Highlights

By combining the advantages of CAR-T cell therapy with CRISPR/Cas9 technology, it is now possible to insert large genes at specific genetic sites in primary T cells without using viral vectors. This case study demonstrates the benefits of using long single-stranded DNA (ssDNA or ssODN) as non-viral CRISPR HDR templates in T cell engineering, including reduced cell toxicity, high gene knock-in efficiency, and reduced off target integration.

To make ssDNA more readily available for cutting-edge researchers, GenScript has developed proprietary enzymatic approaches for producing ssDNAs with non-detectable levels of dsDNA and minimum DNA base damage. All final deliverables are 100% sequence verified and delivered with flexible quantity options, making CRISPR based gene knock-in easier than ever.

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Background

Over the past decades, cancer remains the second leading cause of death in the US. Recent advances and successes in chimeric antigen receptor T cells (CAR-T) cell therapy have demonstrated its great potential for treating various cancers, especially blood cancers. However, engineering T cells precisely for therapeutic purposes has been challenging. Traditionally, lentiviral and retroviral vectors are used for chimeric antigen receptors (CARs) expression, which are not targeted to specific genetic locus. With the maturation of CRISPR/Cas9 technology, it is now possible to insert large genes at specific genetic sites in human primary T cells for CAR expression without using viral vectors.

CRISPR/Cas9 technology is commonly used to create precise double stranded breaks (DSBs) at target DNA sites. The guide RNA (gRNA) recognizes the protospacer adjacent motif (PAM) sequence on the target DNA after forming complex with Cas9, then Cas9 exerts its endonuclease function to cause DSBs. This triggers two mechanisms for repair: one is non-homologous end-joining (NHEJ), which introduces mutations in the DSB site. The other mechanism is error-free homology directed repair (HDR) which enables the donor DNA to be inserted at the break site and create gene knock-ins.

Double-stranded DNA (dsDNA) was traditionally used as HDR donor DNA templates, however, recent studies demonstrated that single-stranded DNA (ssDNA or ssODN) is the best HDR templates for CRISPR based gene insertion, replacement, and correction. When compared to double-stranded DNA donors, ssDNAs demonstrated significantly improved editing efficiency and specificity, as well as reduced off-target integration, especially in editing primary cells, stem cells, and developing transgenic animal model.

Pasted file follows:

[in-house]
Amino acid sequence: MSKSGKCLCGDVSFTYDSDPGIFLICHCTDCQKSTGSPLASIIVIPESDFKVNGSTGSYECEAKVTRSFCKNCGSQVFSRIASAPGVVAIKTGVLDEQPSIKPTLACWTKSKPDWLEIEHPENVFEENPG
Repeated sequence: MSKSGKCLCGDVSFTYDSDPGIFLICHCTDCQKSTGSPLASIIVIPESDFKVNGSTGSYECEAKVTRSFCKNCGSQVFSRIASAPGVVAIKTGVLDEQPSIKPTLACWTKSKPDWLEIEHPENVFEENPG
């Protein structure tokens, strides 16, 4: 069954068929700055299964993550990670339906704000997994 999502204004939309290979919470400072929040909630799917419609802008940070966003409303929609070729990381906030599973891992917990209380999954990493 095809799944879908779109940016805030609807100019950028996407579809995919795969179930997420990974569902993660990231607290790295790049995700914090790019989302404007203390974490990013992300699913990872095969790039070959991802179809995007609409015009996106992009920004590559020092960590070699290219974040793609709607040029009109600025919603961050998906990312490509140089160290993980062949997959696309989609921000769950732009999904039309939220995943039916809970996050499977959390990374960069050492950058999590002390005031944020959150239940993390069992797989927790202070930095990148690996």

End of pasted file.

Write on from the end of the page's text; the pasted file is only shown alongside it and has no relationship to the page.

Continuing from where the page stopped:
In this case study, the knock-in efficiency and off-target rates of using ssDNA or dsDNA as HDR templates were evaluated.

Figure 1. CRISPR homology directed repair (HDR) template design.

a, Both dsDNA and ssDNA HDR template were designed to integrate an N-terminal green fluorescent protein (GFP) fusion tag to a house-keeping gene, RAB11A. HDR dsDNA templates were amplified from sequence verified plasmids containing the GFP insert and homology arms. ssDNA templates were provided by GenScript GenCRISPR™ ssDNA synthesis service. Figure 1a was modified from Roth, et al., Nature 559 (2018) 405–409.
b, GenScript ssDNA product purity was detected using Agilent 2100 Bioanalyzer and purity was calculated by dividing the % of peak area under the curve over total corrected area. Results showed that the final ssDNA product purity was greater than 98%.

Figure3. ssDNA template demonstrated less cytotoxicity compared to dsDNA templates

Cell viability was measured 2 days after electroporation with either ssDNA or dsDNA HDR templates. Overall, cells preserved high viability after electroporation with either templates. With 0.5 μg to 3 μg HDR templates, ssDNA groups showed higher viable cell numbers compared to dsDNA groups. With 4 μg HDR template, cell viability was similar between dsDNA and ssDNA groups.

Figure4. ssDNA templates demonstrated similar knock-in efficiency as dsDNA templates

To test the knock-in efficiency of different HDR templates, GFP expression was measured 4 days after electroporation. Results showed that with increasing amount of HDR template, either dsDNA or ssDNA, the knock-in efficiency increases. Despite higher knock-in efficiency was observed with 3 μg of DNA template or less for dsDNA, ssDNA template exhibits higher knock-in efficiency at 4 μg level.

Figure5. ssDNA templates reduced off target integrations compared to dsDNA

Off target GFP integration analysis demonstrated that dsDNA template induced significantly higher off target integration compared to ssDNA template. In fact, the off target integration rate of ssDNA template was reduced to the limit of detection, which is similar to the level of the control group with no gRNA and Cas9 protein electroporated. Figure from Roth, et al., Nature 559 (2018) 405–409.

Conclusion

This case study demonstrated the advantages of using long ssDNA as non-viral HDR templates in T cell engineering, including high gene knock-in efficiency and reduced off target integration compared to traditional dsDNA templates.

To make ssDNA more readily available for cutting-edge researchers, GenScript has developed proprietary enzymatic approaches for producing ssDNAs with non-detectable levels of dsDNA and minimum DNA base damage. All final deliverables are 100% sequence verified and delivered with flexible quantity options, making CRISPR based gene knock-in easier than ever.

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